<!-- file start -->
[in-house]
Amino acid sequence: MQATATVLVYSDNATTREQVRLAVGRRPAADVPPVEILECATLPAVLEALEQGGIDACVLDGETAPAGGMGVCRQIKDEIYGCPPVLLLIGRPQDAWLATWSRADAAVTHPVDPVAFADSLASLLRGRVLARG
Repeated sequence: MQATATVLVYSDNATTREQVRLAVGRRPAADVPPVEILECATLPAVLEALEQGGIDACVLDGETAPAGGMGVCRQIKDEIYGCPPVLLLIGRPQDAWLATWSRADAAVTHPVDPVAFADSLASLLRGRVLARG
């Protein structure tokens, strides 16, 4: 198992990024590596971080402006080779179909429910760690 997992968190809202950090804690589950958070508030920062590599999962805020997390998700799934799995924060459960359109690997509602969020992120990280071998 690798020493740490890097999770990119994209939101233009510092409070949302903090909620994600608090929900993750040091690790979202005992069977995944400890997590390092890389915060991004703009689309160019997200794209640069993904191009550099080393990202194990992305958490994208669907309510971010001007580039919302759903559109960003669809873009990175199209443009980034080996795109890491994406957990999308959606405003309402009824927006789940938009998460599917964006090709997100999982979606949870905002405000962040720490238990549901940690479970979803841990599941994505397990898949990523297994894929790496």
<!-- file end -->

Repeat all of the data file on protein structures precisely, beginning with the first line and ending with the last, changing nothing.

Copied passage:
[in-house]
Amino acid sequence: MQATATVLVYSDNATTREQVRLAVGRRPAADVPPVEILECATLPAVLEALEQGGIDACVLDGETAPAGGMGVCRQIKDEIYGCPPVLLLIGRPQDAWLATWSRADAAVTHPVDPVAFADSLASLLRGRVLARG
Repeated sequence: MQATATVLVYSDNATTREQVRLAVGRRPAADVPPVEILECATLPAVLEALEQGGIDACVLDGETAPAGGMGVCRQIKDEIYGCPPVLLLIGRPQDAWLATWSRADAAVTHPVDPVAFADSLASLLRGRVLARG
């Protein structure tokens, strides 16, 4: 198992990024590596971080402006080779179909429910760690 997992968190809202950090804690589950958070508030920062590599999962805020997390998700799934799995924060459960359109690997509602969020992120990280071998 690798020493740490890097999770990119994209939101233009510092409070949302903090909620994600608090929900993750040091690790979202005992069977995944400890997590390092890389915060991004703009689309160019997200794209640069993904191009550099080393990202194990992305958490994208669907309510971010001007580039919302759903559109960003669809873009990175199209443009980034080996795109890491994406957990999308959606405003309402009824927006789940938009998460599917964006090709997100999982979606949870905002405000962040720490238990549901940690479970979803841990599941994505397990898949990523297994894929790496």